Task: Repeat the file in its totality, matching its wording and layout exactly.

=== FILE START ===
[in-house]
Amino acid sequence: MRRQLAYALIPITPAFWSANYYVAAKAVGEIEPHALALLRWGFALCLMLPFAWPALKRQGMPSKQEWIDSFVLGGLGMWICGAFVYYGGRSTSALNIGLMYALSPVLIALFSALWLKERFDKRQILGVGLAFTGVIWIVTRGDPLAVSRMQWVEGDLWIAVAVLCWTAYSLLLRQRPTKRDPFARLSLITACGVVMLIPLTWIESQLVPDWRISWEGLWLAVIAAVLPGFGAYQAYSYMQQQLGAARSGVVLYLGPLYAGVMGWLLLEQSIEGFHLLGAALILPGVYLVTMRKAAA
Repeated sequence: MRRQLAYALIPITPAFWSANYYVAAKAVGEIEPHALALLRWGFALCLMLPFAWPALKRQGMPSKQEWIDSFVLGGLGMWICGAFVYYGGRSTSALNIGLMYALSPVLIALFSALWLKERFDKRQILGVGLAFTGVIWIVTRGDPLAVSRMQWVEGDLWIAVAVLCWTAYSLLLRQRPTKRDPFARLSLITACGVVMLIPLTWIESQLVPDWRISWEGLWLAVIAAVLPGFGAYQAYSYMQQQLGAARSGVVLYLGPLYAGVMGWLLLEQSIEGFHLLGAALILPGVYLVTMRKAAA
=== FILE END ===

[in-house]
Amino acid sequence: MRRQLAYALIPITPAFWSANYYVAAKAVGEIEPHALALLRWGFALCLMLPFAWPALKRQGMPSKQEWIDSFVLGGLGMWICGAFVYYGGRSTSALNIGLMYALSPVLIALFSALWLKERFDKRQILGVGLAFTGVIWIVTRGDPLAVSRMQWVEGDLWIAVAVLCWTAYSLLLRQRPTKRDPFARLSLITACGVVMLIPLTWIESQLVPDWRISWEGLWLAVIAAVLPGFGAYQAYSYMQQQLGAARSGVVLYLGPLYAGVMGWLLLEQSIEGFHLLGAALILPGVYLVTMRKAAA
Repeated sequence: MRRQLAYALIPITPAFWSANYYVAAKAVGEIEPHALALLRWGFALCLMLPFAWPALKRQGMPSKQEWIDSFVLGGLGMWICGAFVYYGGRSTSALNIGLMYALSPVLIALFSALWLKERFDKRQILGVGLAFTGVIWIVTRGDPLAVSRMQWVEGDLWIAVAVLCWTAYSLLLRQRPTKRDPFARLSLITACGVVMLIPLTWIESQLVPDWRISWEGLWLAVIAAVLPGFGAYQAYSYMQQQLGAARSGVVLYLGPLYAGVMGWLLLEQSIEGFHLLGAALILPGVYLVTMRKAAA